465019 Modeling Catalyst Deactivation in a Packed Bed Reactor for Thermo-Catalytic Hydrogenation of CO2

Monday, November 14, 2016: 9:00 AM
Franciscan D (Hilton San Francisco Union Square)
Duo Sun and David Simakov, Chemical Engineering, University of Waterloo, Waterloo, ON, Canada

Modeling catalyst deactivation in a packed bed reactor for thermo-catalytic hydrogenation of CO2

Duo Sun and David Simakov

Department of Chemical Engineering, University of Waterloo, Waterloo, ON N2L 3G1, Canada

Converting CO2 into synthetic fuels and chemicals is an attractive route to reduce CO2 emissions and, at the same time, fossil fuels consumption. There are several pathways, including thermocatalytic conversion via Sabatier reaction (CO2 + 4H2 = CH4 + 2H2O) to produce synthetic natural gas [1-4]. Some technological issues are yet to be resolved in order to make this process truly viable economically, including catalyst deactivation by sintering and carbon formation. Sabatier reaction is highly exothermic which can lead to reactor overheating, catalyst sintering and accelerated methane cracking producing large amounts of coke. We developed a transient numerical model to study the effects of catalyst deactivation on the performance of the heat-exchanger type packed bed CO2 hydrogenation reactor. Our results show that catalyst deactivation can significantly limit CO2 conversion under certain operating conditions, changing also products distribution. On the other hand, the presence of H2 in the reaction mixture and the generation of H2O lead to in situ catalyst reactivation. Our model predicts that, with a proper design, it is possible to operate the reactor at reasonably high CO2 conversions (e.g. 80% CO2 conversion after 1,000 h on stream) even using Ni-based catalysts which are prone to coking.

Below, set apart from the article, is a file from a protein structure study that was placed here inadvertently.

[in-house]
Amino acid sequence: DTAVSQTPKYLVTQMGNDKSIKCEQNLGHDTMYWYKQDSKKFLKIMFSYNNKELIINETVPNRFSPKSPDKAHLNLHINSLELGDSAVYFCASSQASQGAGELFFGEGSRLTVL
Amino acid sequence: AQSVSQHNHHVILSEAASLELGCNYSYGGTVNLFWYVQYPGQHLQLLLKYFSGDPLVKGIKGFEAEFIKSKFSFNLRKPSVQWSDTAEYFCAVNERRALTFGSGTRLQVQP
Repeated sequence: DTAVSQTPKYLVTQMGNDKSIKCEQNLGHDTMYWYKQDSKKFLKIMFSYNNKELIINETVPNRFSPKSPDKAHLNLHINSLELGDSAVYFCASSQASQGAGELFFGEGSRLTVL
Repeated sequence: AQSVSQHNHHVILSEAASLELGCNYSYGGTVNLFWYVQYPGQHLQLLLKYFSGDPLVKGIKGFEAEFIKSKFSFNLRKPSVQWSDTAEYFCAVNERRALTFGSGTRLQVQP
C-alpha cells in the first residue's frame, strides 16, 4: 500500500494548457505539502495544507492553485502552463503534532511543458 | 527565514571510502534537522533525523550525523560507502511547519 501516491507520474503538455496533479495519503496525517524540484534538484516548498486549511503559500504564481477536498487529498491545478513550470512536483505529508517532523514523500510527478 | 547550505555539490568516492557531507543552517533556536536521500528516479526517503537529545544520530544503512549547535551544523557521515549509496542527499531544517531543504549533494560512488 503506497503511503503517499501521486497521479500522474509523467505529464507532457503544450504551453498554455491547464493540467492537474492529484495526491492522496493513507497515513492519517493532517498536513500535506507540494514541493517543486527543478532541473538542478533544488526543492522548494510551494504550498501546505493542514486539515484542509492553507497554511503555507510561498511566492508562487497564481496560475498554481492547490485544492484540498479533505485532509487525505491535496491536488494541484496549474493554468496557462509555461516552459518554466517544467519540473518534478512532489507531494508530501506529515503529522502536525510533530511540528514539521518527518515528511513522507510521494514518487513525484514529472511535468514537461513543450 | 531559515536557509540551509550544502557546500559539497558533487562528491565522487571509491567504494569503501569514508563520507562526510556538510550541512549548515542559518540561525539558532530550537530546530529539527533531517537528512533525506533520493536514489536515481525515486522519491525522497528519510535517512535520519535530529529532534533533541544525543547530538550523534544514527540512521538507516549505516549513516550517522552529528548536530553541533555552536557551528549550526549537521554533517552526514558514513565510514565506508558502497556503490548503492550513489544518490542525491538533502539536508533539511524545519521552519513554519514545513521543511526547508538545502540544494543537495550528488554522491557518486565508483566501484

[1] Rönsch, S. et al. Review on methanation – From fundamentals to current projects. Fuel 2016, 166, 276-296.

[2] Schaaf, T. et al. Methanation of CO2 – storage of renewable energy in a gas distribution system. Energy Sustain. Soc. 2014, 4, 29.

[3] Götz, M et al. Renewable Power-to-Gas: A technological and economic review. Renew. Energ. 2016, 85, 1371-1390.

[4] Gahleitner, G. Hydrogen from renewable electricity: An international review of power-to-gas pilot plants for stationary applications. Int. J. Hydrogen Energ. 2013, 38, 2039-2061.

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